16 May 2013

From nanometre to kilometre


Some of the smallest engines in the chemical engineering world come under the spotlight at a new conference from the Institution of Chemical Engineers (IChemE).

Chemical plants can cover vast areas and cost billions of dollars to build, but many chemical engineers work at the other end of the scale to drive forward innovation and keep the process industries working efficiently.

Catalysis and Chemical Engineering is a new conference from IChemE and will look at the role of catalysis for a range of issues from securing plentiful energy supplies to protecting the environment.

The conference features key presentations from Shell and Johnson Matthey, and the importance of catalysis will be explored in the automotive, energy and manufacturing industries. The event will also feature a strong speaker line-up from academia.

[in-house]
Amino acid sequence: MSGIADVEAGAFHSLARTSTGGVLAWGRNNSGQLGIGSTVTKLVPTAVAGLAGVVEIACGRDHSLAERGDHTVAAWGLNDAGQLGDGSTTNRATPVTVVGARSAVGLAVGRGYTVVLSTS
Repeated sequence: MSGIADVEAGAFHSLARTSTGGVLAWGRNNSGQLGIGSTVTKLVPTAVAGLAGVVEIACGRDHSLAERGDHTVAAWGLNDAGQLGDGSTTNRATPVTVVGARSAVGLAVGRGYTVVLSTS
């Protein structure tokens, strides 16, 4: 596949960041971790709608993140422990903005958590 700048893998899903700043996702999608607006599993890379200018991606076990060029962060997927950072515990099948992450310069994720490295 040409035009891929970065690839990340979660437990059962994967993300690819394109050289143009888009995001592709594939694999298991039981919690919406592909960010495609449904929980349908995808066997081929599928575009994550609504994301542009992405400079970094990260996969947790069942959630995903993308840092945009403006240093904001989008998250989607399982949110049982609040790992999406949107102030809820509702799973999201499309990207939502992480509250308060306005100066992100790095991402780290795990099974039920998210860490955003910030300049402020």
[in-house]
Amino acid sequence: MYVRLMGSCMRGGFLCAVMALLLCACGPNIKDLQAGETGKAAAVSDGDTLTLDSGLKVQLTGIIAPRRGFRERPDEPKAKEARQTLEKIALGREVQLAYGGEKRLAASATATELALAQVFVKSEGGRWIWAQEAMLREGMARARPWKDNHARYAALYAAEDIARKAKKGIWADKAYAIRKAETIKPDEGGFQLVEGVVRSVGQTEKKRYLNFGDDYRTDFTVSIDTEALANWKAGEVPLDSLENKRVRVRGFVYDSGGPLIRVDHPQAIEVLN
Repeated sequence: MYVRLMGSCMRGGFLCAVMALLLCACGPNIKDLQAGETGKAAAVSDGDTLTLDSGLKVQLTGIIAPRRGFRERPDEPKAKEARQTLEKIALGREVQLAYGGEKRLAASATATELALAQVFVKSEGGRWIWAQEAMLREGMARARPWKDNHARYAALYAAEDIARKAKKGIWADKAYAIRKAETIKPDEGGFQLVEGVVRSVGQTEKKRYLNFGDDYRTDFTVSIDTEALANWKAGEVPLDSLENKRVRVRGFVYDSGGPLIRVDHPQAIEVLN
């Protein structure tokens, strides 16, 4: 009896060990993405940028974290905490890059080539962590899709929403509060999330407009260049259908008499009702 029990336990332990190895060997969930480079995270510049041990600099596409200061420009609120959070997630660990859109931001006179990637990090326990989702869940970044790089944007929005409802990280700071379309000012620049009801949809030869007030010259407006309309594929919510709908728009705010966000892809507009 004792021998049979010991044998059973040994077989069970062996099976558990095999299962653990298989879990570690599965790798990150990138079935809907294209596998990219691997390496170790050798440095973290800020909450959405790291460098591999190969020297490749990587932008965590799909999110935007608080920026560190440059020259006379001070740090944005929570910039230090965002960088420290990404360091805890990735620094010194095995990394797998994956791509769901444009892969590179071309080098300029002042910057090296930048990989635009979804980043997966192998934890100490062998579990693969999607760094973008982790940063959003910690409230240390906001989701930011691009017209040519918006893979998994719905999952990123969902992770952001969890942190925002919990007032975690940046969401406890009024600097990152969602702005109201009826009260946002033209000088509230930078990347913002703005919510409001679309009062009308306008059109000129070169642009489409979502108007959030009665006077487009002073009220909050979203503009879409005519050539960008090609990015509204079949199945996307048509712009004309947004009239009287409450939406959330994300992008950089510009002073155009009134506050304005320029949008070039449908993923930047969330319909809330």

David Brown, chief executive of IChemE said: “Vast infrastructure projects like the new 26 unit chemical plant complex being built in Saudi Arabia at a cost of £20bn always catch the eye.

“But these projects cannot function efficiently and effectively without the contribution of chemical engineers working at the nano-level. Our new conference has been designed to bring together some of the latest thinking from researchers and practitioners, and introduce the importance and contribution of catalysis to people new to the field.”

The event will also feature the inaugural presentation of the IChemE Andrew Medal, being awarded to Chris Hardacre, head of chemistry and chemical engineering at Queens University Belfast, UK, in recognition of his contribution to heterogeneous catalysis.

Catalysis and Chemical Engineering is being held in London, UK, on 4 June 2013.

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IChemE is a registered charity in England & Wales (214379), and a charity registered in Scotland (SC 039661).